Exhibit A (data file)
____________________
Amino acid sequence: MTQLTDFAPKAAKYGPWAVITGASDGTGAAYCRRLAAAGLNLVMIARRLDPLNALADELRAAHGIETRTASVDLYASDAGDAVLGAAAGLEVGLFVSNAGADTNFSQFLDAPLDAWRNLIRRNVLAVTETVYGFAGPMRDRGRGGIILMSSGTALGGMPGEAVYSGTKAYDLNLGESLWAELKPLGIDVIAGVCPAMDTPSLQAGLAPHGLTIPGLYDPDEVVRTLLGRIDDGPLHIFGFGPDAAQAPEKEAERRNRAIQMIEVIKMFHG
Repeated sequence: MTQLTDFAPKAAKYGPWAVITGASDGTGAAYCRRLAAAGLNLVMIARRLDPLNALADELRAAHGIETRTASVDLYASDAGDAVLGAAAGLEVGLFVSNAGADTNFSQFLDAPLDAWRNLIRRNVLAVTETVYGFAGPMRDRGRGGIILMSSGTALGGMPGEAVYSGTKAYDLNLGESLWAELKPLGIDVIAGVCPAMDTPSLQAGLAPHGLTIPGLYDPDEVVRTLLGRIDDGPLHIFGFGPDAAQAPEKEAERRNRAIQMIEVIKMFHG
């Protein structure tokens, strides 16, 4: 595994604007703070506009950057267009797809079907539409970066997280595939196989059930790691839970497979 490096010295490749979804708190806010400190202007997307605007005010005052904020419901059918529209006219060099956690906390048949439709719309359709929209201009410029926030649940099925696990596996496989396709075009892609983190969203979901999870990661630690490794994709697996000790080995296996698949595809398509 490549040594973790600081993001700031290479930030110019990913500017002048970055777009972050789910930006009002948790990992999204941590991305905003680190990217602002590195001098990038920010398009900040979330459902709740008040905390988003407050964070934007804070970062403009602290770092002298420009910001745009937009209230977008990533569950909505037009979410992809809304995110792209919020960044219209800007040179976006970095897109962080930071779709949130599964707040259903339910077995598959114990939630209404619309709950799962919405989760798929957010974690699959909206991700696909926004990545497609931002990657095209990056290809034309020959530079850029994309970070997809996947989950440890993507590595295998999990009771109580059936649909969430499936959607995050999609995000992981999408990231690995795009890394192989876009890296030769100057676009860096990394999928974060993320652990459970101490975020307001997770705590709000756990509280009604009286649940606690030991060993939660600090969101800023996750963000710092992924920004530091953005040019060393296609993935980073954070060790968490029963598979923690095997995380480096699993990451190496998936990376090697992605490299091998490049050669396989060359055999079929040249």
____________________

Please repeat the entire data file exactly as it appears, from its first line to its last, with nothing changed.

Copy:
Amino acid sequence: MTQLTDFAPKAAKYGPWAVITGASDGTGAAYCRRLAAAGLNLVMIARRLDPLNALADELRAAHGIETRTASVDLYASDAGDAVLGAAAGLEVGLFVSNAGADTNFSQFLDAPLDAWRNLIRRNVLAVTETVYGFAGPMRDRGRGGIILMSSGTALGGMPGEAVYSGTKAYDLNLGESLWAELKPLGIDVIAGVCPAMDTPSLQAGLAPHGLTIPGLYDPDEVVRTLLGRIDDGPLHIFGFGPDAAQAPEKEAERRNRAIQMIEVIKMFHG
Repeated sequence: MTQLTDFAPKAAKYGPWAVITGASDGTGAAYCRRLAAAGLNLVMIARRLDPLNALADELRAAHGIETRTASVDLYASDAGDAVLGAAAGLEVGLFVSNAGADTNFSQFLDAPLDAWRNLIRRNVLAVTETVYGFAGPMRDRGRGGIILMSSGTALGGMPGEAVYSGTKAYDLNLGESLWAELKPLGIDVIAGVCPAMDTPSLQAGLAPHGLTIPGLYDPDEVVRTLLGRIDDGPLHIFGFGPDAAQAPEKEAERRNRAIQMIEVIKMFHG
């Protein structure tokens, strides 16, 4: 595994604007703070506009950057267009797809079907539409970066997280595939196989059930790691839970497979 490096010295490749979804708190806010400190202007997307605007005010005052904020419901059918529209006219060099956690906390048949439709719309359709929209201009410029926030649940099925696990596996496989396709075009892609983190969203979901999870990661630690490794994709697996000790080995296996698949595809398509 490549040594973790600081993001700031290479930030110019990913500017002048970055777009972050789910930006009002948790990992999204941590991305905003680190990217602002590195001098990038920010398009900040979330459902709740008040905390988003407050964070934007804070970062403009602290770092002298420009910001745009937009209230977008990533569950909505037009979410992809809304995110792209919020960044219209800007040179976006970095897109962080930071779709949130599964707040259903339910077995598959114990939630209404619309709950799962919405989760798929957010974690699959909206991700696909926004990545497609931002990657095209990056290809034309020959530079850029994309970070997809996947989950440890993507590595295998999990009771109580059936649909969430499936959607995050999609995000992981999408990231690995795009890394192989876009890296030769100057676009860096990394999928974060993320652990459970101490975020307001997770705590709000756990509280009604009286649940606690030991060993939660600090969101800023996750963000710092992924920004530091953005040019060393296609993935980073954070060790968490029963598979923690095997995380480096699993990451190496998936990376090697992605490299091998490049050669396989060359055999079929040249």